6. Albuquerque International Balloon Fiesta, USA

albuquerque balloon festival

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The show might as well just be the hot-air balloons on the ground. A forest of colored, inflated balloons creates even more colors when the sun shines over them. But then the balloons take off. One, then two, then hundreds.

More than 500 hot-air balloons dot the sky at the Albuquerque International Balloon Fiesta in October. Although not the biggest in the world, the biggest hot-air balloon festival in the USA might be the most colorful not only because of the balloons themselves. Once up in the air and looking all around and down, the different colors and designs, along with the geometrical shape of the balloons themselves (virtually all identical) contrasts with the green sea of trees down below and the irregular shape of the environment. They go up and down all day long, and at night, the colored balloons lit by the bright flame offer a completely different show.

7. Carnival, Worldwide

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Among colorful festivals, Carnivals would need a category all for themselves. There are many big and extremely colorful Carnivals around the world. The most famous of which is the Rio de Janeiro Carnival in Brazil. The magnitude and variety of the celebrations can be appreciated only by attending. The largest festival in the world, there are countless of… well, everything. Samba schools (about 200); floats, some three- or four-story high; masqueraders (among the 2 million attendees); and floats.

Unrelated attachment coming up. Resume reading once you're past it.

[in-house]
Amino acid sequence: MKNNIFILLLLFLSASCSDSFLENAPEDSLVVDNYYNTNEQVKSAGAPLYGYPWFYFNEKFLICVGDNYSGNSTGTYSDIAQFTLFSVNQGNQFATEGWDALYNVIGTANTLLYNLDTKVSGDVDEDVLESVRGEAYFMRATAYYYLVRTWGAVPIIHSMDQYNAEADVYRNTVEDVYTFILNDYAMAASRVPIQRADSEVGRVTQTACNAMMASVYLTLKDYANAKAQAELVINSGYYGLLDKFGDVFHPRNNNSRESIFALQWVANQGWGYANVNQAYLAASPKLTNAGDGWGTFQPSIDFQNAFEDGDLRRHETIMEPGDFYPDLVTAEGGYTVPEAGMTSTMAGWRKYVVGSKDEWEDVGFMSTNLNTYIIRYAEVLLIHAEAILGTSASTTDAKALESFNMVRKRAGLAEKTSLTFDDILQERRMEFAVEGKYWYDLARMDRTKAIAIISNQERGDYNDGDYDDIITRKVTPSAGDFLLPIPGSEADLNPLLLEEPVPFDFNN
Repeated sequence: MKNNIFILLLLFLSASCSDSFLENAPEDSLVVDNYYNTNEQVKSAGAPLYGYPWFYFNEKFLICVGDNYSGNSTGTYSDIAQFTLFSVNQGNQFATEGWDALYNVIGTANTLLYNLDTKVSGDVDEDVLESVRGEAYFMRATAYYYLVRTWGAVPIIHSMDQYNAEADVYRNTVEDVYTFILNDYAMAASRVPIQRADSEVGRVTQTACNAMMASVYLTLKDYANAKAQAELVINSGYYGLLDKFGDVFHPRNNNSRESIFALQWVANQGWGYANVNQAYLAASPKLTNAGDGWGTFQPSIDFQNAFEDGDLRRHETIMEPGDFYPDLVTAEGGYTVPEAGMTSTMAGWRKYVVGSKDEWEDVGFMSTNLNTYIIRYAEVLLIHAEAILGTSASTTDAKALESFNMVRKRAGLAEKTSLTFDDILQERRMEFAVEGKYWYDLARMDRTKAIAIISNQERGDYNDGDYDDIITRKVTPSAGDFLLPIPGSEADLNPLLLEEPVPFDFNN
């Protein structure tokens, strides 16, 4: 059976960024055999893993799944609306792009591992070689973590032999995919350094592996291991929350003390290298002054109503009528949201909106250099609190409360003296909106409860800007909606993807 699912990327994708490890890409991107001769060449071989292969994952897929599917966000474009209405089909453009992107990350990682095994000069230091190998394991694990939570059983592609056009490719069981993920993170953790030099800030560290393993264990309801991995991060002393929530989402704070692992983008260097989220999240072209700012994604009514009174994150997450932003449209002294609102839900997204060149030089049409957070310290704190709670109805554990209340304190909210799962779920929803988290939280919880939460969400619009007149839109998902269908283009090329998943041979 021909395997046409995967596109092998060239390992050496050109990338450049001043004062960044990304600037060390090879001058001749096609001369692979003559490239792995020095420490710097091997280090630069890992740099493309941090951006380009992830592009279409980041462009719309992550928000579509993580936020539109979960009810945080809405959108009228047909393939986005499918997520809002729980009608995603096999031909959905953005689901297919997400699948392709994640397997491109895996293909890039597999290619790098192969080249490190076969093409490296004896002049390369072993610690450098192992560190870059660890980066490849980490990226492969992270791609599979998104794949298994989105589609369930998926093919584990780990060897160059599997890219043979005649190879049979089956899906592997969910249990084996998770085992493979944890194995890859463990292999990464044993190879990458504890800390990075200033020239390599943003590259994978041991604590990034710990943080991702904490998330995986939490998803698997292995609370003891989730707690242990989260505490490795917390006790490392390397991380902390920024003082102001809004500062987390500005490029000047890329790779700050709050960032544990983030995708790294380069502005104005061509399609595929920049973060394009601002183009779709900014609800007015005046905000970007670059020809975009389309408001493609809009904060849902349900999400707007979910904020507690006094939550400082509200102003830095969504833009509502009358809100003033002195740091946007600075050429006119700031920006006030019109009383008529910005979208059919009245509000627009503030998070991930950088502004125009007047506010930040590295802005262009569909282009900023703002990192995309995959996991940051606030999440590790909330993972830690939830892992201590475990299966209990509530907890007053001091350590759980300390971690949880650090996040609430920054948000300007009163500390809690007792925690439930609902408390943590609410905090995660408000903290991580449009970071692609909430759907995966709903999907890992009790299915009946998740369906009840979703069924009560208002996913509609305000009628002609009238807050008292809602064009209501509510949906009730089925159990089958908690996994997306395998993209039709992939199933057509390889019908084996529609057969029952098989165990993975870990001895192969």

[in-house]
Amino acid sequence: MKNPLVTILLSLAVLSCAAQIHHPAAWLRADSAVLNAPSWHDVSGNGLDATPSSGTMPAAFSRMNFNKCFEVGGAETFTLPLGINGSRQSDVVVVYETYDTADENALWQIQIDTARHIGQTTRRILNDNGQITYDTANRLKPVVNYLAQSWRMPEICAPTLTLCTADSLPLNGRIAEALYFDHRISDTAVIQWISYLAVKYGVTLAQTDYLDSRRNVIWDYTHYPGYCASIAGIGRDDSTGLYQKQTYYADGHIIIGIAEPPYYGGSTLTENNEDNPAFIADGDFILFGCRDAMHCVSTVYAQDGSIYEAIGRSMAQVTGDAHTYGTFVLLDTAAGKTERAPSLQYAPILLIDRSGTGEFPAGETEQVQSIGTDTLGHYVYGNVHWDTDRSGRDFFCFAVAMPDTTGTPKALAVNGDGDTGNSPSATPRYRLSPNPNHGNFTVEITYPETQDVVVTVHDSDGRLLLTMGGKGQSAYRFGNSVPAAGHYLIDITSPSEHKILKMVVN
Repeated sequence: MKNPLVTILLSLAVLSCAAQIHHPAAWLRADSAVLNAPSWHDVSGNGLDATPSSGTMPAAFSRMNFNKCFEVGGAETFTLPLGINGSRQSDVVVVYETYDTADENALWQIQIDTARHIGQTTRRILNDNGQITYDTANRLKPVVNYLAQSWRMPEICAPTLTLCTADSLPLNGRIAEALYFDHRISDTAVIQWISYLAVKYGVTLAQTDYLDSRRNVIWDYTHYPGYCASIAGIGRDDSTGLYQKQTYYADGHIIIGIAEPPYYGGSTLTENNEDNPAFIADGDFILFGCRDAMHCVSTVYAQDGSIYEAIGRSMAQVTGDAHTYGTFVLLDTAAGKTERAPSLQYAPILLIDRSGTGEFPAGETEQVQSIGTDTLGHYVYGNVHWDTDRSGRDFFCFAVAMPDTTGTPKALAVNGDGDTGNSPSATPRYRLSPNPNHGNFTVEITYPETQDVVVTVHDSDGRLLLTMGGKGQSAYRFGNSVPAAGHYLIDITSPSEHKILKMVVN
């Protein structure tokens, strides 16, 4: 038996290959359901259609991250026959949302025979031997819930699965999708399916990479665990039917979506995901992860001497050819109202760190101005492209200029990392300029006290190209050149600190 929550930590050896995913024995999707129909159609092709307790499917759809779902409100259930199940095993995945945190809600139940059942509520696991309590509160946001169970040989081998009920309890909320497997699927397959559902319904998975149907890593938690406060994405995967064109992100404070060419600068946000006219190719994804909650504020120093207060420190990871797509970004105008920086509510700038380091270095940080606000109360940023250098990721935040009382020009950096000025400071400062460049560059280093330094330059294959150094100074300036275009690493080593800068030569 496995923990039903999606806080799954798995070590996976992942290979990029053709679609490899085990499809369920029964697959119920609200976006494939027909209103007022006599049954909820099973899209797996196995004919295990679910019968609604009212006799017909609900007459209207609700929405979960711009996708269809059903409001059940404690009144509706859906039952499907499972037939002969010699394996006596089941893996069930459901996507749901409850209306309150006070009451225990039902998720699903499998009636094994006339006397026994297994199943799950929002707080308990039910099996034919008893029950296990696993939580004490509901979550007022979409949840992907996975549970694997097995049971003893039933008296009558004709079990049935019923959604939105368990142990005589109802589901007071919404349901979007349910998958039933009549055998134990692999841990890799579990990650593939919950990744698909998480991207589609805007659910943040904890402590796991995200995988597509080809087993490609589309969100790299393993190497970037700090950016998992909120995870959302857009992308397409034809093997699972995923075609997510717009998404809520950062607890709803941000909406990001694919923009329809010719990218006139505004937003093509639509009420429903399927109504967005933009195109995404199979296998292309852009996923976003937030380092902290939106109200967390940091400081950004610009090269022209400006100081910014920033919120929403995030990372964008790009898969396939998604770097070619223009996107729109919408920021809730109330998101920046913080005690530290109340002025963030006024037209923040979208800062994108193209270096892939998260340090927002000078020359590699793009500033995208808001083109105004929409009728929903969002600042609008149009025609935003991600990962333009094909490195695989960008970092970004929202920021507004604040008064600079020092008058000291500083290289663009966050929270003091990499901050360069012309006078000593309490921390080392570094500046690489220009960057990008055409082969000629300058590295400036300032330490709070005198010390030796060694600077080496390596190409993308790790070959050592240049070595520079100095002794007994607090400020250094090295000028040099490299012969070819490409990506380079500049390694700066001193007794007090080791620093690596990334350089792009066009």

But it wouldn’t be fair to leave it at Rio: there are many other extremely colorful Carnivals:

The Venice Carnival combines the extravagance and elegance of the costumes, the famous masks, the festooned boats and the water.

Mardi Gras of New Orleans is a multi-cultural festivity right before and after Shrove Tuesday, and is one of the most unique festivals in the US.